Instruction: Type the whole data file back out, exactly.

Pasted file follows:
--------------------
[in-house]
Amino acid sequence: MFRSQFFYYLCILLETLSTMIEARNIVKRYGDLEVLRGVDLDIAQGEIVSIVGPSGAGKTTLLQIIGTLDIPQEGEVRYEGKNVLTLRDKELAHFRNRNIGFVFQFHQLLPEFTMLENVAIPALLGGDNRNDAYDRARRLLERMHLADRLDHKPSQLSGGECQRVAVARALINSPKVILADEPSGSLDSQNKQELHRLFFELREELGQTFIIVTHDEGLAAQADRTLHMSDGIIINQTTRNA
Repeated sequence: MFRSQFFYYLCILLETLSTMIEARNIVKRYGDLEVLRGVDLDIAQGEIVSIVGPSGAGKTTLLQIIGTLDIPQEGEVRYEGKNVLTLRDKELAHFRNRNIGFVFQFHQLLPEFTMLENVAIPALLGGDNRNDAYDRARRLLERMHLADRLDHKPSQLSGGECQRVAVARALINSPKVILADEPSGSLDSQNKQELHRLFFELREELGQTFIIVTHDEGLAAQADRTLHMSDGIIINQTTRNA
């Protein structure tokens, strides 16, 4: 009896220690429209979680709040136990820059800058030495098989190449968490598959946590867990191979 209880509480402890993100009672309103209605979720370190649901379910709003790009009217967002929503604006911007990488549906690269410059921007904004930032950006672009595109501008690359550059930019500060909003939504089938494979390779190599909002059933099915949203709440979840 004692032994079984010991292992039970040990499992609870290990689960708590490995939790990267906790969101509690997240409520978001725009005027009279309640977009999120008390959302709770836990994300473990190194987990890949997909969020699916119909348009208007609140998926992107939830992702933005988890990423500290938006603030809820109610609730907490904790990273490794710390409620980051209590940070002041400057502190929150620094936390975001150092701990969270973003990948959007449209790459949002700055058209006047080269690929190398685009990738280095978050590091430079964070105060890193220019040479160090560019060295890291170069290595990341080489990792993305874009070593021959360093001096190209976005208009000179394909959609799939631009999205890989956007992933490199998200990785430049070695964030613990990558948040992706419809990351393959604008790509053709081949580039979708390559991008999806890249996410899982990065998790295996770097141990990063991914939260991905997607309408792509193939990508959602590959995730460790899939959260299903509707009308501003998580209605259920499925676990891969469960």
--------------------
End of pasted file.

[in-house]
Amino acid sequence: MFRSQFFYYLCILLETLSTMIEARNIVKRYGDLEVLRGVDLDIAQGEIVSIVGPSGAGKTTLLQIIGTLDIPQEGEVRYEGKNVLTLRDKELAHFRNRNIGFVFQFHQLLPEFTMLENVAIPALLGGDNRNDAYDRARRLLERMHLADRLDHKPSQLSGGECQRVAVARALINSPKVILADEPSGSLDSQNKQELHRLFFELREELGQTFIIVTHDEGLAAQADRTLHMSDGIIINQTTRNA
Repeated sequence: MFRSQFFYYLCILLETLSTMIEARNIVKRYGDLEVLRGVDLDIAQGEIVSIVGPSGAGKTTLLQIIGTLDIPQEGEVRYEGKNVLTLRDKELAHFRNRNIGFVFQFHQLLPEFTMLENVAIPALLGGDNRNDAYDRARRLLERMHLADRLDHKPSQLSGGECQRVAVARALINSPKVILADEPSGSLDSQNKQELHRLFFELREELGQTFIIVTHDEGLAAQADRTLHMSDGIIINQTTRNA
């Protein structure tokens, strides 16, 4: 009896220690429209979680709040136990820059800058030495098989190449968490598959946590867990191979 209880509480402890993100009672309103209605979720370190649901379910709003790009009217967002929503604006911007990488549906690269410059921007904004930032950006672009595109501008690359550059930019500060909003939504089938494979390779190599909002059933099915949203709440979840 004692032994079984010991292992039970040990499992609870290990689960708590490995939790990267906790969101509690997240409520978001725009005027009279309640977009999120008390959302709770836990994300473990190194987990890949997909969020699916119909348009208007609140998926992107939830992702933005988890990423500290938006603030809820109610609730907490904790990273490794710390409620980051209590940070002041400057502190929150620094936390975001150092701990969270973003990948959007449209790459949002700055058209006047080269690929190398685009990738280095978050590091430079964070105060890193220019040479160090560019060295890291170069290595990341080489990792993305874009070593021959360093001096190209976005208009000179394909959609799939631009999205890989956007992933490199998200990785430049070695964030613990990558948040992706419809990351393959604008790509053709081949580039979708390559991008999806890249996410899982990065998790295996770097141990990063991914939260991905997607309408792509193939990508959602590959995730460790899939959260299903509707009308501003998580209605259920499925676990891969469960």